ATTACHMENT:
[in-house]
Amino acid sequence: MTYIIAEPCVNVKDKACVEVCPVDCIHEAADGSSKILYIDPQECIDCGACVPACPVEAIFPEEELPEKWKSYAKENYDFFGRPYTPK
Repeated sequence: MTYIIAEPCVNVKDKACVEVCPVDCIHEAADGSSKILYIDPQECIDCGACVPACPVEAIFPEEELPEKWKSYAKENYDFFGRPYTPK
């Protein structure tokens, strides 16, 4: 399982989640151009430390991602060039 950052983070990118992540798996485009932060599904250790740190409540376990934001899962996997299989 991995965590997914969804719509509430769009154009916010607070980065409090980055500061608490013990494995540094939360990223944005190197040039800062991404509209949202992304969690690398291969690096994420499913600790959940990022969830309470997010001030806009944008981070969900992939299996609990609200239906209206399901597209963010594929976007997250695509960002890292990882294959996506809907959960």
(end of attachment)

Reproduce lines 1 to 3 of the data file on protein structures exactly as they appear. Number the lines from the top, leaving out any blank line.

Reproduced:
[in-house]
Amino acid sequence: MTYIIAEPCVNVKDKACVEVCPVDCIHEAADGSSKILYIDPQECIDCGACVPACPVEAIFPEEELPEKWKSYAKENYDFFGRPYTPK
Repeated sequence: MTYIIAEPCVNVKDKACVEVCPVDCIHEAADGSSKILYIDPQECIDCGACVPACPVEAIFPEEELPEKWKSYAKENYDFFGRPYTPK